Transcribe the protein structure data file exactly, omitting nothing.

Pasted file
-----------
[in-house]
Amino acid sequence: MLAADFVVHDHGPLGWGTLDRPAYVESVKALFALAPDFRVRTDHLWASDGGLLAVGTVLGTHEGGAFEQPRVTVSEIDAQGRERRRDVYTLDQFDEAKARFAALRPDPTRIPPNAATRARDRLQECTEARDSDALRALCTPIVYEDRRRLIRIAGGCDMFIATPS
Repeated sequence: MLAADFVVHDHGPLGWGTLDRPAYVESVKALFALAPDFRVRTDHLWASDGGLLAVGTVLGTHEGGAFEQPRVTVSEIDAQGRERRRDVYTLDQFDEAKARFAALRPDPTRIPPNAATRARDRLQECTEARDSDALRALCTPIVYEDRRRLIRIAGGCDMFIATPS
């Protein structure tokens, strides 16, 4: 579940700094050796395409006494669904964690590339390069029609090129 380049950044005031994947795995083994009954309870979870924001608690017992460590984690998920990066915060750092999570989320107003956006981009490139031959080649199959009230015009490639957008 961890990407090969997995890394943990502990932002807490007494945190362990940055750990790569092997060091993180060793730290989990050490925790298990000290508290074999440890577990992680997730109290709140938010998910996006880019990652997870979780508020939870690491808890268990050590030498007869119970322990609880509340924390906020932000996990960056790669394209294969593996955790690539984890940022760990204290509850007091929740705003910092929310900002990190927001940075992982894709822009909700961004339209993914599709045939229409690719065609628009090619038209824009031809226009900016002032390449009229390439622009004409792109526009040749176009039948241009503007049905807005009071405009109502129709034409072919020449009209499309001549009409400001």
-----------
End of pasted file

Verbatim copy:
[in-house]
Amino acid sequence: MLAADFVVHDHGPLGWGTLDRPAYVESVKALFALAPDFRVRTDHLWASDGGLLAVGTVLGTHEGGAFEQPRVTVSEIDAQGRERRRDVYTLDQFDEAKARFAALRPDPTRIPPNAATRARDRLQECTEARDSDALRALCTPIVYEDRRRLIRIAGGCDMFIATPS
Repeated sequence: MLAADFVVHDHGPLGWGTLDRPAYVESVKALFALAPDFRVRTDHLWASDGGLLAVGTVLGTHEGGAFEQPRVTVSEIDAQGRERRRDVYTLDQFDEAKARFAALRPDPTRIPPNAATRARDRLQECTEARDSDALRALCTPIVYEDRRRLIRIAGGCDMFIATPS
């Protein structure tokens, strides 16, 4: 579940700094050796395409006494669904964690590339390069029609090129 380049950044005031994947795995083994009954309870979870924001608690017992460590984690998920990066915060750092999570989320107003956006981009490139031959080649199959009230015009490639957008 961890990407090969997995890394943990502990932002807490007494945190362990940055750990790569092997060091993180060793730290989990050490925790298990000290508290074999440890577990992680997730109290709140938010998910996006880019990652997870979780508020939870690491808890268990050590030498007869119970322990609880509340924390906020932000996990960056790669394209294969593996955790690539984890940022760990204290509850007091929740705003910092929310900002990190927001940075992982894709822009909700961004339209993914599709045939229409690719065609628009090619038209824009031809226009900016002032390449009229390439622009004409792109526009040749176009039948241009503007049905807005009071405009109502129709034409072919020449009209499309001549009409400001």